The one thing we know about racists is that thier sentiments are usually a potpourri of uncoordinated jargon that can only find credibility within the context of a constitutional ammendment; in this case, the First Ammendment is the one that gives them a home to believe and say whatever they choose.
Francis Scott Key's disjointed expressions when he penned those words in the National Anthem found a resting place in the very heart of an institution that prided itself on human sufferings.The barbarity in which it was implemented and administered, continue to haunt us to this day and may never be eradicated.
"....No refuge could save the hireling and slave from the terror of flight or the gloom of the grave...."
Quite frankly, I was astonished to read of the three other verses, in particular "that third one" of the US National Anthem. Reading it now, it is quite understandable why it was banned entry into the psyche of all who regard only the two known verses of " The Star Spangled Banner as complete. My homographic, double entendre use of the word 'banned' was purposefully intended.
But as those verses had traveled under our scrutiny rader and remained unchallenged for decades, they point to our own folly in not recognizing them earlier. Those contemptuous lines that represented the sentiments of the Southern Antebellum period had remained hidden by the deranged minds whose arrogance had no regards for human degradation. And to this day, they remain part of the anthem never to be extricated.
The stench emitting from what seems to be the prying open of yet another odiferous can of worms (notwithstanding those symbols of the Confederacy and Columbus inquisition)is now center state with the protest of Footballer Colin Kaepernick's refusal to stand in its honor.
And who can blame him?
Worse yet, is how the establishment over the years had successfully pull the wool over our eyes and ask Blacks and other People of Color to stand with hand over heart in reverence to flag and country.
And for Mr. Kaepernick's refusal to honor the subjugation of his ancestors in song, he must pay the price of what is an obvious "Black Listing" and the denial of working in his profession.
He is now regarded as a "Free Agent" somewhat characteristically, in the same manner as all those "Free Men" who preceded him.
I can hear the Flies on the San Francisco Board Room walls, abuzz in signing....."You cannot take our money and defile the very same institution that gave it to us in the first place".
You are now a free man.
"Southern jokes have nasty punch lines".
Bwoy, what was amazing about how dis ting come to break, ah doh know if yuh read de story, is dat two black people was sittin in de stands at a football game, an one ah dem deplorables take dey picture an post it on de internet calling dem sumpn such as ignorant niggazz. When de ting went viral de lady defended she self by splaining why she dosent stand, by pointing de spotlite on the nevah disclosed, scarcer dan saltfish head, third stanza of de Star Spangled.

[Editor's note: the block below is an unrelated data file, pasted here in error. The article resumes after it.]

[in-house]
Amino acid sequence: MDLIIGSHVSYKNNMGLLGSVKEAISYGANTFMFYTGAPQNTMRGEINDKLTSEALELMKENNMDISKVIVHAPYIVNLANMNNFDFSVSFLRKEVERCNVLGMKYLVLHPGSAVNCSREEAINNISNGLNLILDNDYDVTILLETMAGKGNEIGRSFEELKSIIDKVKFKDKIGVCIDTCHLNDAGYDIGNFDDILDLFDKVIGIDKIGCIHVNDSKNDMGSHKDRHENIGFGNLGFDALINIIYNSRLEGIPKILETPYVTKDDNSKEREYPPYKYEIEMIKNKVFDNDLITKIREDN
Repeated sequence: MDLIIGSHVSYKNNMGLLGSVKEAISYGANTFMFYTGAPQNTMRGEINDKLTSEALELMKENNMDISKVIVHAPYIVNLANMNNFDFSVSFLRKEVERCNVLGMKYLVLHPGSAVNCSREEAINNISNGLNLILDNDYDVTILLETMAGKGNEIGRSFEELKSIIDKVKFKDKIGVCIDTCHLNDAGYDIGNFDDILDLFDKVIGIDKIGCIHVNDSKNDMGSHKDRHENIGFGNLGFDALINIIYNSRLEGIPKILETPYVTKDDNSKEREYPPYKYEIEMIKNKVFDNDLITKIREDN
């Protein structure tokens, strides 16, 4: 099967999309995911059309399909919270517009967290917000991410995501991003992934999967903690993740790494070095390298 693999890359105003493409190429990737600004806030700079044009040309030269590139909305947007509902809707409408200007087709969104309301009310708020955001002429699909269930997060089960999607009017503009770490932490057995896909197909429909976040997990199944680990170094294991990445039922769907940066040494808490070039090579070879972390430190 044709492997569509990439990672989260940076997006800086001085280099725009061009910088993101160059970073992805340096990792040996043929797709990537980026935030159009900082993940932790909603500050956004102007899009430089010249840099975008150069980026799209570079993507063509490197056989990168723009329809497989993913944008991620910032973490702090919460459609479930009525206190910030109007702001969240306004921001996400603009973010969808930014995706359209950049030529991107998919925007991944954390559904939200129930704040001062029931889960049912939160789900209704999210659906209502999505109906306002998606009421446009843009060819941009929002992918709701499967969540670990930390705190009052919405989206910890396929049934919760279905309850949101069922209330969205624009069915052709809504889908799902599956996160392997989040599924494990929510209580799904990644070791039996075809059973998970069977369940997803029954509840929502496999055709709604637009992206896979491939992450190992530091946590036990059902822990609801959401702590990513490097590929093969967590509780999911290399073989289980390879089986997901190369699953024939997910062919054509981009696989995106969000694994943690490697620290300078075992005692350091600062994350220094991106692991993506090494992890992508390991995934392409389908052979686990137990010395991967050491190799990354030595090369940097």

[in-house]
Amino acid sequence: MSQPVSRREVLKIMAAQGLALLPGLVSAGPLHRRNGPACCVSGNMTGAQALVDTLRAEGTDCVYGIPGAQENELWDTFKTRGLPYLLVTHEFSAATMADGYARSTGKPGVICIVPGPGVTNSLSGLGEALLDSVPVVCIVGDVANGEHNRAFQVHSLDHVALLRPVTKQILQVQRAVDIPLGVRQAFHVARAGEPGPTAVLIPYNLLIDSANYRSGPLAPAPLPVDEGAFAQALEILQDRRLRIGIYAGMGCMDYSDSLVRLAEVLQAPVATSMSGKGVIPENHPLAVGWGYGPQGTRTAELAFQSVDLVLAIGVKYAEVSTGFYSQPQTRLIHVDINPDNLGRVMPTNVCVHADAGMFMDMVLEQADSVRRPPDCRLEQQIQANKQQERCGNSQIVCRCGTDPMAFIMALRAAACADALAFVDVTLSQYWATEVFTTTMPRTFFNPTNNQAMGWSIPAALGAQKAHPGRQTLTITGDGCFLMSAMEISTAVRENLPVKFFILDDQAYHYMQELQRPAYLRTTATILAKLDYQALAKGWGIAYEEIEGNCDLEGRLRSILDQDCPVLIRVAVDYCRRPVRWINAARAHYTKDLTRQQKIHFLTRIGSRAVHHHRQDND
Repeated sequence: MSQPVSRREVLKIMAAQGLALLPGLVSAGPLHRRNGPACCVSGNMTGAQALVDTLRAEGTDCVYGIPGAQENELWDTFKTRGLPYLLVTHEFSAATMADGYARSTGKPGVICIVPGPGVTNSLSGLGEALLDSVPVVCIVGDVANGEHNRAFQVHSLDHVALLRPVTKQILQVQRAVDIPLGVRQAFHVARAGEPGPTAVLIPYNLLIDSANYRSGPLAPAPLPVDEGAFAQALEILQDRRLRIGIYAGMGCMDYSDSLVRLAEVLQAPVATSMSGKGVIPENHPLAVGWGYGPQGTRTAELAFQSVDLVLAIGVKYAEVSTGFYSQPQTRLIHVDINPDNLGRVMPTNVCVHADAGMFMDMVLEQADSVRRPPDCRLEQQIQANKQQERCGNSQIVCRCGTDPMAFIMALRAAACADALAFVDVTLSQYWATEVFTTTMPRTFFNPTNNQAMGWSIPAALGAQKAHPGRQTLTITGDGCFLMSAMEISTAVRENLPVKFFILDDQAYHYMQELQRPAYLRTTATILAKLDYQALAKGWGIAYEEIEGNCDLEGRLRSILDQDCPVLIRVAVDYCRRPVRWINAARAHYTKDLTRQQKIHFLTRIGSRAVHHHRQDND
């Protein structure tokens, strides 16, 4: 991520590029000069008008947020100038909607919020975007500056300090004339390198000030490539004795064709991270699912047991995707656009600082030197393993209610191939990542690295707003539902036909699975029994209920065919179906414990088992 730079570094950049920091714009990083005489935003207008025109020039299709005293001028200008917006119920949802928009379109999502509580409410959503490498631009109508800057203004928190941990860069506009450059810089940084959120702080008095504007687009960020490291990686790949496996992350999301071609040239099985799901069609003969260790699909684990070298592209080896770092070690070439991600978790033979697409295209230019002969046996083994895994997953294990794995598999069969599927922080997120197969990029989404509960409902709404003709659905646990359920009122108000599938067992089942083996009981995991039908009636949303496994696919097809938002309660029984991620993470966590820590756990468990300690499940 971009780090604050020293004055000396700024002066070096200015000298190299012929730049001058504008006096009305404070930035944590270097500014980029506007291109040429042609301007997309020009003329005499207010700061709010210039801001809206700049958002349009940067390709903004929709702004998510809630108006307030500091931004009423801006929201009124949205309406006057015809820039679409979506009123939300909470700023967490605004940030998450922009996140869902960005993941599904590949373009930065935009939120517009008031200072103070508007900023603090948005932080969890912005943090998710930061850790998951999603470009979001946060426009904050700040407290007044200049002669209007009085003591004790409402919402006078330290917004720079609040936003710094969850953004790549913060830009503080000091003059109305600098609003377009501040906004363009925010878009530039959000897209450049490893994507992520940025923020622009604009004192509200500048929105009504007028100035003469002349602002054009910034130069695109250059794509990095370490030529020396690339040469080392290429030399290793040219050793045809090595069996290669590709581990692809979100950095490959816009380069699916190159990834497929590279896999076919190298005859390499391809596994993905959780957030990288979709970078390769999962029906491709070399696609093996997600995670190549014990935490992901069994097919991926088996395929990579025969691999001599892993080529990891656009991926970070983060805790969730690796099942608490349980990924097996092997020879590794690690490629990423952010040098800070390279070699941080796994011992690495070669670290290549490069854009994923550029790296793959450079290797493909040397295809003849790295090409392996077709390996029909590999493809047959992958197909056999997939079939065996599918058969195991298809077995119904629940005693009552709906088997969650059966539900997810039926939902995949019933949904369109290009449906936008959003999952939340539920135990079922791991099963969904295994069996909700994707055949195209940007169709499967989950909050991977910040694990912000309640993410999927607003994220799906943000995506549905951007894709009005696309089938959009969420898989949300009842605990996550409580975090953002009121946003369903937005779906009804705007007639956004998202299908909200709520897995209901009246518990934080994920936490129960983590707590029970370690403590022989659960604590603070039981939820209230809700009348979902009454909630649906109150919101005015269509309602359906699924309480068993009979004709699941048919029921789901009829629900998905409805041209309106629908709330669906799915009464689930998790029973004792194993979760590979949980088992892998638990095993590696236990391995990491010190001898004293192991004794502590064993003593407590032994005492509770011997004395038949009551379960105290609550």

If dey did not go an piss off de lady, neither yuh ah college educated Hamerican, yuh children or yoh chirren chirren, woulda nevah know how racist and vicious dat song was.
You mean to tell me dat none of dem IVY League scholars, dem hundred of thousands of University professors, knew about that malignancy in de National Anthem, to come to Collin Kapernick's aid, and say "gee de brudder ah break, he is not totally wrong, for protesting ah racist song".Like like de Chump would say "nobody knew".
But instead everybody jump on poor Collin for sitting down, as de banner wave, over de land of de free and de home of de brave. Question is, Was Collin free to protest? Was his protest ah brave act.How come ah starting quarterback cant even get ah third string job in dat ting dey call NFL.
Bwoy sap you head wid dat Rivers, before it explode, den sap you knees and run for de border, before dey build de wall.
".....Question is, Was Collin free to protest? Was his protest ah brave act."
Sello, boi wah do you?
Wah kine ah questions in dat?!
One thing ah learn very early in this country of the brave is literally, everything is relative. In the case of Collin, yes! he was free to protest because he did and under his free will.
Now, is there a price to be paid for the exercising of that freedom? Yes! because you see, the freedom we have is not free. All ah we have it, we din have to pay for it but believe you me, it ain't free. Again in the case of Collin, he was able to purchase more freedom than you and me; about $126, 000,000 in contract earnings hence the boi has quite a lot to lose.
This is the same kind of logic they apply to the Cuban embargo. Dey say Kuba should be given the opportunity to show the rest of the world the benefits of pure, unadulterated socialism; free from the contaminants of Yankee influences, money, goods and services.
So you see Sah! When you exercise the rights, freedon or sovereignty, given to you by God and your nice government and go up against the establishment, God may forgive you but the establishment would make you pay.
PS: boi ah en hear from dat other Frenchman yet. He must still trying to clear he head.